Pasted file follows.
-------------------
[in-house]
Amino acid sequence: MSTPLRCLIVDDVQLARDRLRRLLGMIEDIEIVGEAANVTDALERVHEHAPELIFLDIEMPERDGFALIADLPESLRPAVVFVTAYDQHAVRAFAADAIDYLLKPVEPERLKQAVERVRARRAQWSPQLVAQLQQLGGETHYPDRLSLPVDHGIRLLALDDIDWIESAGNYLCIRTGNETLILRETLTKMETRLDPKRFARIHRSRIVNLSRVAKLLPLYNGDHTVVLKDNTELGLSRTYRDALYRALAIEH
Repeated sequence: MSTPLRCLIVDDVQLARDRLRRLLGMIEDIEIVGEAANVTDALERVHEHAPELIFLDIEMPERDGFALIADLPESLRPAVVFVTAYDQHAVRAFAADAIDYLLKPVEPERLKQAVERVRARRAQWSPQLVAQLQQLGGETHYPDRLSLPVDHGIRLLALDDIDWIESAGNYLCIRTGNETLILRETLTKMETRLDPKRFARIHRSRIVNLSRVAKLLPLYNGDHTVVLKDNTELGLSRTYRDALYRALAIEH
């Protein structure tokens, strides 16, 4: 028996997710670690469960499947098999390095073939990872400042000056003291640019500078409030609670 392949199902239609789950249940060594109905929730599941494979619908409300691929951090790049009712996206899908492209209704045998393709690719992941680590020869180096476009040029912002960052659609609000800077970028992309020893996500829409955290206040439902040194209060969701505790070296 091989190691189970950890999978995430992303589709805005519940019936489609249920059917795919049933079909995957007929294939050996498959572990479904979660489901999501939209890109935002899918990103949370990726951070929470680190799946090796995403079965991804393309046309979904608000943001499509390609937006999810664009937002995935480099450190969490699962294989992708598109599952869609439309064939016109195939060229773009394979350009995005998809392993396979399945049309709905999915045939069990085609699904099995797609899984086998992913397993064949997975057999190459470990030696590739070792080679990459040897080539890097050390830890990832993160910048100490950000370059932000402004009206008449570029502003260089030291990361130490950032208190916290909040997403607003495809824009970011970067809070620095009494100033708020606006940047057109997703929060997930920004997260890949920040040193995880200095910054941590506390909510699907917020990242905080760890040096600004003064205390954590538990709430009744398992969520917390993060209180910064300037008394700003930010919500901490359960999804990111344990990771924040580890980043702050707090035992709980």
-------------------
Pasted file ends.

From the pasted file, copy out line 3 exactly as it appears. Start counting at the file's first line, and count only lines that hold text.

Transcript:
Repeated sequence: MSTPLRCLIVDDVQLARDRLRRLLGMIEDIEIVGEAANVTDALERVHEHAPELIFLDIEMPERDGFALIADLPESLRPAVVFVTAYDQHAVRAFAADAIDYLLKPVEPERLKQAVERVRARRAQWSPQLVAQLQQLGGETHYPDRLSLPVDHGIRLLALDDIDWIESAGNYLCIRTGNETLILRETLTKMETRLDPKRFARIHRSRIVNLSRVAKLLPLYNGDHTVVLKDNTELGLSRTYRDALYRALAIEH